NAT44 instance : nat1
Inside-VRF : red
Outside Protocol Inside Outside Translation Inside Outside
Address Source Source Type to to
Port Port Outside Inside
188.8.131.52 udp 4500 65024 dynamic 9236 2213
184.108.40.206 udp 4501 65153 dynamic 2236 0
220.127.116.11 udp 4502 65152 dynamic 4232 1218
18.104.22.168 udp 4503 65155 dynamic 2236 7128
22.214.171.124 udp 4504 65154 dynamic 2235 1821
126.96.36.199 udp 4505 65157 dynamic 5236 3129
188.8.131.52 udp 4506 65156 dynamic 2238 8172
184.108.40.206 udp 4507 65159 dynamic 7238 2189
220.127.116.11 udp 4508 65158 dynamic 2236 3119
18.104.22.168 udp 4576 65226 dynamic 1239 2178
22.214.171.124 udp 4577 65229 dynamic 8235 4171
126.96.36.199 udp 4578 65228 dynamic 2235 0
188.8.131.52 udp 4579 65231 dynamic 4230 4127
184.108.40.206 udp 4580 65230 dynamic 2235 0
Above table shows all Outside IP (220.127.116.11) and Port combination for Inside IP (10.2.5.134) and Port Range (1 through 4580).
- As one Inside address can only map to one Outside address, there are not multiple Outside addresses in 1st column.
- The number of entries in this table should not exceed Port Limit value.
This command is helpful in seeing the list of all Inside / Private IP address + Port mapping for a specific Outside / Public IP address (and a Port range).
Following is a sample output of the command.
|Sample "show cgn nat44 <> outside-translation" CLI Output|
RP/0/RSP0/CPU0:McKinely#show cgn nat44 nat1 outside-translation protocol udp
outside-address 18.104.22.168 port start 1 end 65535
Wed May 15 14:17:44.640 UTC
NAT44 instance : nat1
Outside-VRF : default
Inside Protocol Outside Inside Translation Inside Outside
Address Destination Destination Type to to
Port Port Outside Inside
10.2.5.134 udp 65024 4500 dynamic 4236 1216
10.2.5.134 udp 65025 4885 dynamic 9233 5161
10.2.5.134 udp 65026 4886 dynamic 4244 3491
10.2.5.134 udp 65027 4887 dynamic 1281 6018
10.2.5.134 udp 65028 4888 dynamic 2237 4187
10.2.5.142 udp 65532 4882 dynamic 6261 3178
10.2.5.142 udp 65533 4881 dynamic 7282 0
10.2.5.142 udp 65534 4884 dynamic 1211 4178
10.2.5.143 udp 65535 4883 dynamic 1261 5189
Above table shows all Inside IPs (10.2.5.134, 10.2.5.142) and Port combination for Inside IP (22.214.171.124) and Port Range (1 through 65535). In this case, there are multiple Inside IP addresses are mapped to one Public IP address.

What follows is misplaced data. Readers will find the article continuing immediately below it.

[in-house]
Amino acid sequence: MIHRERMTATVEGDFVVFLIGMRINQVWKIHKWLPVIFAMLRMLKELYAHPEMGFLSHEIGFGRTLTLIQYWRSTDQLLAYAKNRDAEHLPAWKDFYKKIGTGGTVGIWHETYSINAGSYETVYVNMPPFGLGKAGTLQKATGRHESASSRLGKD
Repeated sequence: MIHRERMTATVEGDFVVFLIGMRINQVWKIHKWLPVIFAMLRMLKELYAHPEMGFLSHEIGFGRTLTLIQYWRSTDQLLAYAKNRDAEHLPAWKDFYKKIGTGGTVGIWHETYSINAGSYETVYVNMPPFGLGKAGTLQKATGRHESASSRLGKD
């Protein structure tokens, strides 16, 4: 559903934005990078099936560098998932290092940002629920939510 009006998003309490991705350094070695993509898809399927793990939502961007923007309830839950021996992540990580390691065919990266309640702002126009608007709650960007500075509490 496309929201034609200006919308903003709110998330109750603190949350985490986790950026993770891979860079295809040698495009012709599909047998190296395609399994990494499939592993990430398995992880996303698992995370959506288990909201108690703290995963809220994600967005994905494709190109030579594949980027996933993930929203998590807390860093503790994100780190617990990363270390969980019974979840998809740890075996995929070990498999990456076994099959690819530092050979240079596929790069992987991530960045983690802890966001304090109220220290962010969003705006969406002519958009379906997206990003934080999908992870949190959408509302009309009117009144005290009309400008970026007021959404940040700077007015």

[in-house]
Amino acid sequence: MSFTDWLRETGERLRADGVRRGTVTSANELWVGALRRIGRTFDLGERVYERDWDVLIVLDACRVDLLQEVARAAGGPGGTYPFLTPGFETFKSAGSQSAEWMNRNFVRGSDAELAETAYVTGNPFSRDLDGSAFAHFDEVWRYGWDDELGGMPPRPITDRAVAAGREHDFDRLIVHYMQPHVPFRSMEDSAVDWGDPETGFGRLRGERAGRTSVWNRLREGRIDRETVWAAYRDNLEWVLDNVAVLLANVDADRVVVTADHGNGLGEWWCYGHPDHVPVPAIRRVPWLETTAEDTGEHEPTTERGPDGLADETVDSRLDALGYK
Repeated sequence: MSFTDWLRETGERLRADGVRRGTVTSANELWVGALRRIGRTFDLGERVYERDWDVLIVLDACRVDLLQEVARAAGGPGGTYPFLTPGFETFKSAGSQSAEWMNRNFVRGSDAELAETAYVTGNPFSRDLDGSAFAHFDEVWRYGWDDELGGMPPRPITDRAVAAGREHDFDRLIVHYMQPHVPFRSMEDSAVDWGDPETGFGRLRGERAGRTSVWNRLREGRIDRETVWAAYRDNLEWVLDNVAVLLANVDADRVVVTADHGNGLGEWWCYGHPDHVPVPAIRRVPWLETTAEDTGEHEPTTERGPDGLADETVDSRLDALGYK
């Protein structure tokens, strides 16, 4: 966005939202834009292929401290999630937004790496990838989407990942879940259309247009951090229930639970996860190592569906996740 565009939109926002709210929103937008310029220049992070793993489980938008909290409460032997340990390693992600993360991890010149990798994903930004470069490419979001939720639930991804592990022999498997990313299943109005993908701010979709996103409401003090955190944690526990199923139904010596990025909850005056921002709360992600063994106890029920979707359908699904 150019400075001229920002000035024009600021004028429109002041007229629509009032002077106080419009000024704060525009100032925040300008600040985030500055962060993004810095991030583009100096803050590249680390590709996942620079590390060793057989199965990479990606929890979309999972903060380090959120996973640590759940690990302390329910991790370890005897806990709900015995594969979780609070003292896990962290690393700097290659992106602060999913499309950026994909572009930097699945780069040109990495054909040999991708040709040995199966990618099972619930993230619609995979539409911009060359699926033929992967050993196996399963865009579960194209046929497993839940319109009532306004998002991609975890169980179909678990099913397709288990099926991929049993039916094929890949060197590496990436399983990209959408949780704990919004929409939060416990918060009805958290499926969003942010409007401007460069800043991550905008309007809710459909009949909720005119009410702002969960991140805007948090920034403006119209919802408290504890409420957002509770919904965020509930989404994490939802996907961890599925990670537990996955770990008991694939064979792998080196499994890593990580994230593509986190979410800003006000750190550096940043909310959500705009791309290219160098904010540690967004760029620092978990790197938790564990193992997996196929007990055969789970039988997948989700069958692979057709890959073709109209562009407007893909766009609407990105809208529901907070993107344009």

Monitoring CGN Using SNMP
The attached CGN_MIB_Parameters.xlsx sheet lists the parameters supported in the CGN implementation on VSM/ISM.
- Go through this Deployment Guide to clearly understand
- how different feature works
- what parameters are configurable and need to be considered for specific deployment
- what are the different deployment use cases.
- Go through "CGv6 on VSM: Features Supported Across IOS-XR Release" page to exactly know from which release specific features that you're interested in are supported. This will help you in selecting the right IOS-XR release.
- Select the configuration parameter values wisely, considering
- pros and cons,
- best-case and worst-case scenarios
- side effects
- Draw network diagram for deployment use-case including interface names (with VRF and IP address/subnet) and review for correctness.
- Try to find out what type of application traffic (VPN, Games, SIP, Video, etc.) may undergo NAT44 and whether there could be issues or not (not all applications are NAT friendly)
- If possible, try it in a lab setup, before actual deployment
- Estimate traffic throughput and nature of it (burstiness, average, etc.), scale of sessions/users and accordingly use correct number of VSM cards and related configuration.
- If possible, deploy in phases. First, send selected traffic (you can use ABF) through VSM and see if there are any issues. If not, you can send more and more traffic through VSM.
- CGv6 on VSM: Features Supported Across IOS-XR Releases
- CGv6 on ISM: Features Supported Across IOS-XR Releases
- CGv6 on ISM: CGN / NAT44 Deployment Guide
- ASR9K Configuration Guides
- ASR9K Command Reference Guides
- ASR9K BNG Deployment Guide
- IANA Service Name and Transport Protocol Port Port Number Registry
- Configuration Example: MPLS VPN on IOS-XR
- Cisco ASR9000 S/w License Operations White Paper